Kohima: During the recently concluded National Youth Festival, 26-year-old Vikuolelie Keditsu, a self-taught sculptor from Chiechama village in Nagaland’s Kohima district, bagged the third position in the national-level sculpting competition for his wood-carving piece that took him three days to complete.
During a telephonic conversation with EastMojo, Keditsu said that although it has been 14 years since he has been into wood carving, it was the first time he participated at a sculpting competition. “I never thought that I will win. I feel very fortunate. This is my first achievement in sculpting,” said the excited sculptor, who is currently on his way back home from Lucknow.
This year’s National Youth Festival (NYF) was held in Lucknow in Uttar Pradesh and was inaugurated by the Union minister for youth affairs and sports, Kiren Rijiju. Keditsu, along with eight other Naga artists had gone to the annual festival to participate in different competitions ranging from photography to sculpting. He explained that sculpting competition was under two mediums: wood and clay sculpting, where 15-20 participants from across the country took part under this category.
An alumnus of Alder College Kohima, Keditsu is now a freelance sculptor based in Kohima. Recounting how it all began, he said that he was inspired by renowned sculptor Lanu Pongen, who lives in his neighbourhood.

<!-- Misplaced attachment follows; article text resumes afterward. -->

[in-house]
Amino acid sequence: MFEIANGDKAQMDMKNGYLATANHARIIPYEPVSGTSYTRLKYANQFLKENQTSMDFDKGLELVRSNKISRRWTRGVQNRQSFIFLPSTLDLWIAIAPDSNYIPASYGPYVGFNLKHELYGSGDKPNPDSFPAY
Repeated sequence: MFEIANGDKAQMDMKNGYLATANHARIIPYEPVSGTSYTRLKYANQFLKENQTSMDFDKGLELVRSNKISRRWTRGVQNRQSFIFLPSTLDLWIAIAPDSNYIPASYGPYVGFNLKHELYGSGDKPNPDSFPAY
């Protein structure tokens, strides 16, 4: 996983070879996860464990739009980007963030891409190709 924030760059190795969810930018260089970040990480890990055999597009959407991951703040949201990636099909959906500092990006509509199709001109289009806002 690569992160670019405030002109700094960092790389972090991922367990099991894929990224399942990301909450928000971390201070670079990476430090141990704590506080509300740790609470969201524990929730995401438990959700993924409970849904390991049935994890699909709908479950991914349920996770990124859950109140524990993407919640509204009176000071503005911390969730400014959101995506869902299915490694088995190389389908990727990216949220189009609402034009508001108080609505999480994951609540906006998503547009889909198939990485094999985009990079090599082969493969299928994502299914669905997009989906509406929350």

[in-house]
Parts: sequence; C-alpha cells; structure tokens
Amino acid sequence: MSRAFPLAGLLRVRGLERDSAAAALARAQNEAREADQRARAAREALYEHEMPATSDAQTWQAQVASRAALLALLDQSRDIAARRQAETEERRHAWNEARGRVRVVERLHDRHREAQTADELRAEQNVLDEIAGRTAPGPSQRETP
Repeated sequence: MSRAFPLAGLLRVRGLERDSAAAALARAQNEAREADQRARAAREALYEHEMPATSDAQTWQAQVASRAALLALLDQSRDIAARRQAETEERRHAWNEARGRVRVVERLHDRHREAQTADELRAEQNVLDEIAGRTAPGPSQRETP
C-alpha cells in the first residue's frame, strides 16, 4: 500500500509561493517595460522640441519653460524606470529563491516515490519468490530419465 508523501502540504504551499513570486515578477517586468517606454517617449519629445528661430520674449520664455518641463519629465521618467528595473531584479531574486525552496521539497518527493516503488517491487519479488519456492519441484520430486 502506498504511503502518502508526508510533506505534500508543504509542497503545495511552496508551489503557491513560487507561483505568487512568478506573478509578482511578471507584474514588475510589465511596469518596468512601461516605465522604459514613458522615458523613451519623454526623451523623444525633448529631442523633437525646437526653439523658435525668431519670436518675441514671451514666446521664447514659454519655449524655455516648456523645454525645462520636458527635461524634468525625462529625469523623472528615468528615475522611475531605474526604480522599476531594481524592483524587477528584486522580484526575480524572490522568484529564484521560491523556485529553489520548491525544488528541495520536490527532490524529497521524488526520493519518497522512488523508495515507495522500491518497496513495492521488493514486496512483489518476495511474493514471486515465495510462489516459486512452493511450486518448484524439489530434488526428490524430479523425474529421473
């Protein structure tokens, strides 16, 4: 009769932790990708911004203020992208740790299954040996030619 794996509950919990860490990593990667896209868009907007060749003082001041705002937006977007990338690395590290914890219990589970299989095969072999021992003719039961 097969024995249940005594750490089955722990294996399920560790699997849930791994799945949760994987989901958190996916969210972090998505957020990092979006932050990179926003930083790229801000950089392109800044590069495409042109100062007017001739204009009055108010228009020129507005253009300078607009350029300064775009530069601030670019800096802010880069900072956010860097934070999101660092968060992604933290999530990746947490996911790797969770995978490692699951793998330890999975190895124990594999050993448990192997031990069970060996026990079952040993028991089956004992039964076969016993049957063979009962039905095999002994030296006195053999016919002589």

“As a little boy, each time I cross his home after school hours, I would watch him sculpt, and that how I found my interest in sculpting,” he said.
While he has won accolades in painting at various state, college and school-level competitions, this was his first participation at a sculpting competition. However, he has been exhibiting his crafts at local art galleries. Keditsu is also the chief sculptor of Supermodel Ketholeno Kense’s brand “Cache”, a home-grown souvenir workshop, and his works are mostly based on Naga culture.
Talking about the work that won him the competition, Keditsu said “Based on the theme ‘Youth Vision for New India’, I thought of creating something based on the unity and diversity of the religious groups prevailing in India. India is a developing country and it is a must that peace, harmony and unity prevail among the people despite the diversity that exists. If this is done, India will become a beautiful home for all”.
Without formal training, Keditsu, who has refined his wood carving skills through practice, said that although he has no immediate plans, he wishes to pursue a professional course in sculpting.
“I want to concentrate on pursuing wood carving as a full time profession. It is a difficult profession, but I want to follow my heart and it is so satisfying to see my imagination come to life through my creations. It is gratifying and very satisfactory,” he said.